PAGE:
June stargazing is a great, but late, show

  • By Mike Lynch / Special to The Herald
  • Friday, June 1, 2007 9:00pm
  • LifeGo-See-Do

The summer stargazing show is underway in the Pacific Northwest, but you’ll need that afternoon nap, because it’s not really dark enough to make the stars your old friends until after 10 p.m.

Two bright planets act as bookends in the sky at the end of evening twilight, Venus in the northwest and Jupiter in the southeast. Venus has been literally spotlighting the western sky all spring long, but Jupiter is a newcomer to the early evening sky. Both are very bright for different reasons. Venus, about the size of our Earth, is only about 70 million miles from our world. Certainly that’s one of the reasons it’s such a bright shiner, but its completely cloud covered surface also reflects a lot of sunlight our way, so much so that if you’re really out in the boonies, Venus may even cast faint shadows before it sets below the northwest horizon shortly before midnight.

Through a telescope there isn’t really a whole lot to see of Venus because of the cloud cover, although because its orbit around the sun lies inside Earth’s orbit, Venus goes through phase changes like our moon. Right now Venus appears as a tiny “half moon.”

Jupiter is just about as bright as Venus as it climbs above the southeast horizon after 10 p.m. Jupiter’s a lot farther way than Venus, about 400 million miles distant, but it’s a heck of a lot bigger, more that 88,000 miles in diameter. It’s by far the largest planet in our solar system and is at its closest point to Earth this year, called opposition. I’ll have lot more about Jupiter in next week’s Starwatch.

The planets Saturn and Mercury are also part of June evening skies, but they’re not nearly as bright. Mercury can be seen until about June 10 in the evening twilight. Just look for a faint “star” in the low northwest sky, about 15 to 20 degrees to the lower right of Venus. This is also your last chance to see Saturn decently in the western sky before it slips close to the obscuring horizon. It’s just to the lower right of the left-leaning backward question mark that makes up the chest and head of the constellation Leo.

As far as the constellations, the doldrums of the spring are definitely over, especially in the eastern skies. The bright star Vega leads the stellar charge in the east. Vega is definitely the brightest star in the east after dusk, and is also the brightest star in the small and faint constellation Lyra (the Harp). The light you see from Vega tonight left that star in 1982, when Ronald Reagan was president. Vega’s a little over 150 trillion miles from our troubles and triumphs on Earth.

Closer to horizon in the east, start looking for Cygnus (the Swan). It’s also known by its more popular name, the Northern Cross, for obvious reasons. It looks like a cross rising on its side below and to the left of the star Vega.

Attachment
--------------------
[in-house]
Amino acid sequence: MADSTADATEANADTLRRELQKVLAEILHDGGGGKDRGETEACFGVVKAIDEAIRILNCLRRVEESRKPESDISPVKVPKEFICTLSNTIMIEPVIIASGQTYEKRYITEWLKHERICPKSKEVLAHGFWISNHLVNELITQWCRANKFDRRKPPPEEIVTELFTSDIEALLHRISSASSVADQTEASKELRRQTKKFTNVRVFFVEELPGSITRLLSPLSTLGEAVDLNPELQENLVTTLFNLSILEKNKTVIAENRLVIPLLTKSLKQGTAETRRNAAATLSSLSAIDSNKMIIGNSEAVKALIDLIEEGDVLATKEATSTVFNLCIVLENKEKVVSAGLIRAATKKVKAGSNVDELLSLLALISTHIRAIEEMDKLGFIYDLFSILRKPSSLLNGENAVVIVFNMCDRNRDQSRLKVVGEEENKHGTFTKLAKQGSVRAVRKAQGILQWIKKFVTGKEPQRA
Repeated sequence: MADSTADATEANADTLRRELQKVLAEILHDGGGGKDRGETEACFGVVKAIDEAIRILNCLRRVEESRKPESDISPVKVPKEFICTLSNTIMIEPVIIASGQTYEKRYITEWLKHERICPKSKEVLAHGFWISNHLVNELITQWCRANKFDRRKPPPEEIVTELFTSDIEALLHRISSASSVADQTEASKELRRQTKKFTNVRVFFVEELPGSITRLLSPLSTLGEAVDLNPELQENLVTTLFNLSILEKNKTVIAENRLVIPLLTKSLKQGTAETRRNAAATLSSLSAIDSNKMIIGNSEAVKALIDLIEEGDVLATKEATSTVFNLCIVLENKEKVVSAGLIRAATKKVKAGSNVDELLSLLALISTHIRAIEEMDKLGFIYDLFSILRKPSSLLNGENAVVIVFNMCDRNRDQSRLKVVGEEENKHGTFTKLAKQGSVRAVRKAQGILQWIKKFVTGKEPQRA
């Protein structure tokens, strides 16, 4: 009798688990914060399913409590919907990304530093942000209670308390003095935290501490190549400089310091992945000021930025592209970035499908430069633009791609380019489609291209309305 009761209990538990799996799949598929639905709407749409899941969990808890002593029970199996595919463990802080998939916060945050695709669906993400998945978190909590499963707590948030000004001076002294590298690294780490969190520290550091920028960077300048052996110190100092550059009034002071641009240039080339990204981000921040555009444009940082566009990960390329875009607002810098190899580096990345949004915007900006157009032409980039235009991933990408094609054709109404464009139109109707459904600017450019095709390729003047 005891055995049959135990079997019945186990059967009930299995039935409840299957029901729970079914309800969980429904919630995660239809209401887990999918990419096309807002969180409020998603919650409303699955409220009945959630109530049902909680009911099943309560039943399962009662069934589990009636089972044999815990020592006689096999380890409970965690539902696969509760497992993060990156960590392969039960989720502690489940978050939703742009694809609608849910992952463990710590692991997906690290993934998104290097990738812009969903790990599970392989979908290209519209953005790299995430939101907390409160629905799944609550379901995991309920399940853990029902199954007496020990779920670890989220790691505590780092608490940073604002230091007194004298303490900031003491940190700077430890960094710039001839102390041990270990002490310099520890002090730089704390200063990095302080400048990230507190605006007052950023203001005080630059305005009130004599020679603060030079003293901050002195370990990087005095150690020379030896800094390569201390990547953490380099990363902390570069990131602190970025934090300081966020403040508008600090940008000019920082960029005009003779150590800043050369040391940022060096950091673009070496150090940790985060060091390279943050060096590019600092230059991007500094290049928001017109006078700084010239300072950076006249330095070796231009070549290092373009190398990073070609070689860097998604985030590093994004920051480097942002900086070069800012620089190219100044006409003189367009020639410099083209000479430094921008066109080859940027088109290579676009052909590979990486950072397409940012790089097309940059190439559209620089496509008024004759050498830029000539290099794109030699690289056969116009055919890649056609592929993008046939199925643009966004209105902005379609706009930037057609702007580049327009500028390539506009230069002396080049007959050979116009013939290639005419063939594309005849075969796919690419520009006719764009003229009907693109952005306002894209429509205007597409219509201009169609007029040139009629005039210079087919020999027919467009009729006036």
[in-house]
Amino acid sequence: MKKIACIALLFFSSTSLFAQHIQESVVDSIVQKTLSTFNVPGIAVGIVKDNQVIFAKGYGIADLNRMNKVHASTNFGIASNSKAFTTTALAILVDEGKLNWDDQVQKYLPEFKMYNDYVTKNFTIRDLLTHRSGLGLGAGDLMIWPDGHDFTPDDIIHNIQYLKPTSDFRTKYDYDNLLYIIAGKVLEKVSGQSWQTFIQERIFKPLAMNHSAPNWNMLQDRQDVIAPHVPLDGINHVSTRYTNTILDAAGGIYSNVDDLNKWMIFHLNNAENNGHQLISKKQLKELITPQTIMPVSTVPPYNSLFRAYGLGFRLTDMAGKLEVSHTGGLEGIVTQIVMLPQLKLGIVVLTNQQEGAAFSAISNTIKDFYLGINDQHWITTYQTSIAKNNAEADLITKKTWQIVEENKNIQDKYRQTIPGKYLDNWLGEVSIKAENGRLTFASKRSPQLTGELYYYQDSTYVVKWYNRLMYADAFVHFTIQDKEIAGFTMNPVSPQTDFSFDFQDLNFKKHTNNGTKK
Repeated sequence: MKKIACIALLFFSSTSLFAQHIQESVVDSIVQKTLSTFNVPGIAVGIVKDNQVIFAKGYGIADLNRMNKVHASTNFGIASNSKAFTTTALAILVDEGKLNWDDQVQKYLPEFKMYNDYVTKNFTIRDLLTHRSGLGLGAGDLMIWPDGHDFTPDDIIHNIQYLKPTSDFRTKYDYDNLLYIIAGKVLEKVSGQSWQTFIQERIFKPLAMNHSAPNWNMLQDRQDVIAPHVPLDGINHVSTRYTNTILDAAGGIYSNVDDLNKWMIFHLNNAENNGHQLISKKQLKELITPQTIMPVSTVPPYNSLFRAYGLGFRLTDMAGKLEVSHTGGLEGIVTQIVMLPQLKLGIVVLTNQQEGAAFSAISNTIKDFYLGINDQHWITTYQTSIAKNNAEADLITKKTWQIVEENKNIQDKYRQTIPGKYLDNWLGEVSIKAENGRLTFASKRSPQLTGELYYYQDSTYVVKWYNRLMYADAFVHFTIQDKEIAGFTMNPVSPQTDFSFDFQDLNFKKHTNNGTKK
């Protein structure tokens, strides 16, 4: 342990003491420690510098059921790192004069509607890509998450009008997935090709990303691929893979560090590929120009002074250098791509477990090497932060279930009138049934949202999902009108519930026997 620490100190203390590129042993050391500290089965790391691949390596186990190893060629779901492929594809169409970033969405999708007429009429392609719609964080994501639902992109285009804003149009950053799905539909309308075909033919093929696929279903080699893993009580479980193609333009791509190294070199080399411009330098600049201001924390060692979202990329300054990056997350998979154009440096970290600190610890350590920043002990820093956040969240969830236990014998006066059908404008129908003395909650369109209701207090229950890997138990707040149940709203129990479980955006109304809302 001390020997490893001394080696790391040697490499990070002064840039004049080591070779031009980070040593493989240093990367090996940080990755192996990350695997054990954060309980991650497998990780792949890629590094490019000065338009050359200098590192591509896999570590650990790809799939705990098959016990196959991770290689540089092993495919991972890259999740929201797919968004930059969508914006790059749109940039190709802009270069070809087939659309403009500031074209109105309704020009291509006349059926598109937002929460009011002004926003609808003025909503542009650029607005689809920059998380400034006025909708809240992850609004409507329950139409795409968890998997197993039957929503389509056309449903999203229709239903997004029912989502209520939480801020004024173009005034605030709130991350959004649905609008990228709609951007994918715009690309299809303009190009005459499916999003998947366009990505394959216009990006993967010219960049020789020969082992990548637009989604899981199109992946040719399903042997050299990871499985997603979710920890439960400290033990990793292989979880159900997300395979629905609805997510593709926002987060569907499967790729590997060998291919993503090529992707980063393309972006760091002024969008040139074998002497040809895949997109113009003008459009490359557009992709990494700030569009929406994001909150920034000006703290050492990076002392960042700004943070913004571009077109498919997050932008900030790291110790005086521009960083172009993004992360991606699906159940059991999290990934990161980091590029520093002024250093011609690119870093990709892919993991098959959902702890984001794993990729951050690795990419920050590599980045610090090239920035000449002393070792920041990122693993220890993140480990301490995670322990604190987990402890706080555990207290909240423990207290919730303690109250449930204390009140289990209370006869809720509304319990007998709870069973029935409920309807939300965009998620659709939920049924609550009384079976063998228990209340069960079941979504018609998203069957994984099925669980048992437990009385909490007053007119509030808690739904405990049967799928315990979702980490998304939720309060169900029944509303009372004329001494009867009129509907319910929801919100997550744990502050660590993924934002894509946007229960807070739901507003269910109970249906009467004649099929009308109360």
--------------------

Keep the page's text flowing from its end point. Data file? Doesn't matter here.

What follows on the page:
Facing north and looking high up you’ll see the Big Dipper hanging diagonally by its handle. Remember, the Big Dipper is actually the tail and rear end of the Big Bear. Look for a faint skinny triangle of stars that makes up the bear’s head just to the lower right of the pot section of the Big Dipper. There are also two sets of curve lines that make up a front and rear leg of the bear. In fact, just where the bear’s paw would be are two faint stars close to each other. In other words, there’s a double star at each paw. The fainter Little Dipper, or Little Bear, is below and to the right of the Big Dipper, with Polaris, the North Star at the end of the dipper’s handle, or the bear’s tail. Polaris, the North Star, is certainly not the brightest star in the sky, but it is the brightest star in the Little Dipper. All the stars in the sky, including our Sun, appear to revolve around the North Star every 24 hours. This is because Polaris is shining directly above the Earth’s North Pole.

There is a giant kite almost overhead, otherwise known as the constellation Bootes. According to legend, Bootes is supposed to be a hunter trying to knock off the Big Bear, Ursa Major. The brightest star in Bootes is the very bright giant Arcturus, 36 light-years away, and is the tail of the kite. Arcturus and Bootes are easy to find. Just follow the curve of the handle of the Big Dipper beyond the handle and you’ll easily run into Arcturus.

Just next to Bootes and Arcturus to the east is Corona Borealis, the Northern Crown. It actually looks like the crown is upside down. It also resembles a right side up cereal bowl. It’s one of my favorites.

Mike Lynch is an amateur astronomer and professional broadcast meteorologist for WCCO Radio in Minneapolis and author of the new book “Washington Starwatch,” available at bookstores and on his Web site, www.lynchandthestars.com.

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